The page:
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Published on February 01, 2016

Quick heart care saves woman’s life

Note: Media coverage of the Go Red for Women event is invited. The event will be held at UHS Vestal on Friday, Feb. 5 at 10:30 AM.

Andrea Witteman was a 48-year-old mother of two with no family history of heart trouble.

Her blood pressure and cholesterol were fine, and she was not overweight. But while she was running errands on an ordinary August day last year, she suddenly felt ill. Unusual pain had crept into her chest and jaw. She knew it couldn’t be good, but had no inkling of just how serious it was.

“My guardian angel guided me to UHS Wilson Medical Center,” she said. “A piece of plaque had dislodged in an artery. By the time I got to the Emergency Room, I had to be resuscitated. The team acted quickly and sent me to the Cath Lab, where the plaque was removed and stents put in.”

Ms. Witteman credits the expertise and fast action of cardiologist Paul Traverse, MD, and UHS Wilson staff - along with her own decision to seek immediate treatment - with the positive outcome that has been the result.

“For a moment I was reluctant to go in, but I’m glad I did,” she noted. “I could have died, but those folks saved my life.”

Because she was treated so promptly after symptoms developed, there was minimal damage to her heart, and she has recovered very well. For about eight weeks following treatment, she made regular visits to Cardiac Rehabilitation at UHS Hospitals, further enabling her heart to heal, she said.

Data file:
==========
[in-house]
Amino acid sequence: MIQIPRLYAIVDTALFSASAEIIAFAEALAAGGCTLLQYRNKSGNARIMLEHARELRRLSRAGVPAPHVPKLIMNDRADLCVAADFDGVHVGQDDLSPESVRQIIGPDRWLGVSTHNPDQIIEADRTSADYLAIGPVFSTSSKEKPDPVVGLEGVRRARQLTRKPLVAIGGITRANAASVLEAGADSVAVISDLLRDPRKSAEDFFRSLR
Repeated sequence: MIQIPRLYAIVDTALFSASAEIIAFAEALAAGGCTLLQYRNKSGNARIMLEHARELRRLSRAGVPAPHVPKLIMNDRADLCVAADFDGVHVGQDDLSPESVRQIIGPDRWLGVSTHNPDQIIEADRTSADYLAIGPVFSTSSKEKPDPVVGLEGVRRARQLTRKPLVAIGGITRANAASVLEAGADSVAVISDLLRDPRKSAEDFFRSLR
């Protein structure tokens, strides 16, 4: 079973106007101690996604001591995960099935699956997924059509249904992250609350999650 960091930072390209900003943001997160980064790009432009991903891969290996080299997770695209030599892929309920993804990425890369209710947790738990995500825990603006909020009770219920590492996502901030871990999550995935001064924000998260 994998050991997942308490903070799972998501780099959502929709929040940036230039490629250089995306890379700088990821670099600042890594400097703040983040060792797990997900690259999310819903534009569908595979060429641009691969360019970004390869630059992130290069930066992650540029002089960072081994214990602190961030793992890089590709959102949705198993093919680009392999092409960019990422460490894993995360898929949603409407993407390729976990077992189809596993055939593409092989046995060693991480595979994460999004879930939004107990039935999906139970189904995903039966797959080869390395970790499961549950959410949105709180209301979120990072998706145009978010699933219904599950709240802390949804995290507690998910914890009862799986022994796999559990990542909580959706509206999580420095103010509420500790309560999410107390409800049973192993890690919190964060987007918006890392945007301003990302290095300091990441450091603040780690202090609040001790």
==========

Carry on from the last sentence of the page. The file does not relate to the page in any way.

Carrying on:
Ms. Witteman, who works as a senior computer training associate at Binghamton University, plans to share her story at UHS.

She will be a speaker when the UHS healthcare system joins with the American Heart to observe "National Wear Red Day 2016."

A special ribbon-cutting ceremony will be held at 10:30 a.m. on Friday, Feb. 5, in the Lobby at UHS Vestal on the Vestal Parkway.

The purpose of Wear Red Day is to raise the public’s consciousness about the prevalence of heart disease among women, and the need for women to act quickly when heart-related symptoms first appear.

Ms. Witteman said her message to women on Feb. 5 will focus on the importance of taking action early on, seeking quick intervention and treatment. Symptoms can be different for women than for men, and can vary greatly from one individual to another.

According to the American Heart Association, heart attack symptoms in women may include:

- Uncomfortable pressure, squeezing, fullness or pain in the center of the chest. It lasts more than a few minutes, or goes away and comes back.

- Pain or discomfort in one or both arms, the back, neck, jaw or stomach.

- Shortness of breath with or without chest discomfort.

- Other signs, such as breaking out in a cold sweat, nausea or light-headedness.

- As with men, women’s most common heart attack symptom is chest pain or discomfort. But women are somewhat more likely than men to experience some of the other common symptoms, particularly shortness of breath, nausea/vomiting and back or jaw pain.

Persons who have any of these signs or symptoms should call 911 and get to a hospital right away.

For her part, Ms. Witteman believes she received the right guidance to make the right decision.

“I was just going along as usual, and Boom!, the pain and discomfort overcame me,” she said. “The fact that I sought and received treatment right away made a huge difference.”